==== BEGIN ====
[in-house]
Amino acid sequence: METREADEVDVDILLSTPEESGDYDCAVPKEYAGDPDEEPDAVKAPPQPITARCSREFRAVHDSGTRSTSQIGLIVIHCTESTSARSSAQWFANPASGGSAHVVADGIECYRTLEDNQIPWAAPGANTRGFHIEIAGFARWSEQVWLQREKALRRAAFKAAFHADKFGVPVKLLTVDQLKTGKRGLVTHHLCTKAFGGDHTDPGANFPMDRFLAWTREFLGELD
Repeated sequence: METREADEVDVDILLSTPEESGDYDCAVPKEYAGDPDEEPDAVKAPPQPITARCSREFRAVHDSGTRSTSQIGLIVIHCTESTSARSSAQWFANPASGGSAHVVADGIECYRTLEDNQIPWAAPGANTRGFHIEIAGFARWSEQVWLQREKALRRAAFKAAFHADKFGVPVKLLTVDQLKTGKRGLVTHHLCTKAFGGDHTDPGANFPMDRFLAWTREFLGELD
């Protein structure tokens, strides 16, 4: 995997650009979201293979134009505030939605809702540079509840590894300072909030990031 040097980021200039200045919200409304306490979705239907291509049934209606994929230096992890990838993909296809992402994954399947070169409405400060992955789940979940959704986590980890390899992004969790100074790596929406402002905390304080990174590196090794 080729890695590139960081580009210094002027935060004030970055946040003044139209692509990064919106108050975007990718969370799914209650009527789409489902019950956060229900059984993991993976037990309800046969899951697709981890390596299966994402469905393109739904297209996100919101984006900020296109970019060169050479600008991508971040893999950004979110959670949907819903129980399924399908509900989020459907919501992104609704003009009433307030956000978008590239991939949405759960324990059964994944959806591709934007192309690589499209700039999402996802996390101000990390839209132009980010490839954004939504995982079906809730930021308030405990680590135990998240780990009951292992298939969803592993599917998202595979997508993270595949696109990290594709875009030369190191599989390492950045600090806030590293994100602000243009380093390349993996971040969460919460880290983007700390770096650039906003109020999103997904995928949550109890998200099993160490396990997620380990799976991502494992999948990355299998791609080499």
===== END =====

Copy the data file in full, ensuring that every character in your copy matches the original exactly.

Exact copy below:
[in-house]
Amino acid sequence: METREADEVDVDILLSTPEESGDYDCAVPKEYAGDPDEEPDAVKAPPQPITARCSREFRAVHDSGTRSTSQIGLIVIHCTESTSARSSAQWFANPASGGSAHVVADGIECYRTLEDNQIPWAAPGANTRGFHIEIAGFARWSEQVWLQREKALRRAAFKAAFHADKFGVPVKLLTVDQLKTGKRGLVTHHLCTKAFGGDHTDPGANFPMDRFLAWTREFLGELD
Repeated sequence: METREADEVDVDILLSTPEESGDYDCAVPKEYAGDPDEEPDAVKAPPQPITARCSREFRAVHDSGTRSTSQIGLIVIHCTESTSARSSAQWFANPASGGSAHVVADGIECYRTLEDNQIPWAAPGANTRGFHIEIAGFARWSEQVWLQREKALRRAAFKAAFHADKFGVPVKLLTVDQLKTGKRGLVTHHLCTKAFGGDHTDPGANFPMDRFLAWTREFLGELD
């Protein structure tokens, strides 16, 4: 995997650009979201293979134009505030939605809702540079509840590894300072909030990031 040097980021200039200045919200409304306490979705239907291509049934209606994929230096992890990838993909296809992402994954399947070169409405400060992955789940979940959704986590980890390899992004969790100074790596929406402002905390304080990174590196090794 080729890695590139960081580009210094002027935060004030970055946040003044139209692509990064919106108050975007990718969370799914209650009527789409489902019950956060229900059984993991993976037990309800046969899951697709981890390596299966994402469905393109739904297209996100919101984006900020296109970019060169050479600008991508971040893999950004979110959670949907819903129980399924399908509900989020459907919501992104609704003009009433307030956000978008590239991939949405759960324990059964994944959806591709934007192309690589499209700039999402996802996390101000990390839209132009980010490839954004939504995982079906809730930021308030405990680590135990998240780990009951292992298939969803592993599917998202595979997508993270595949696109990290594709875009030369190191599989390492950045600090806030590293994100602000243009380093390349993996971040969460919460880290983007700390770096650039906003109020999103997904995928949550109890998200099993160490396990997620380990799976991502494992999948990355299998791609080499």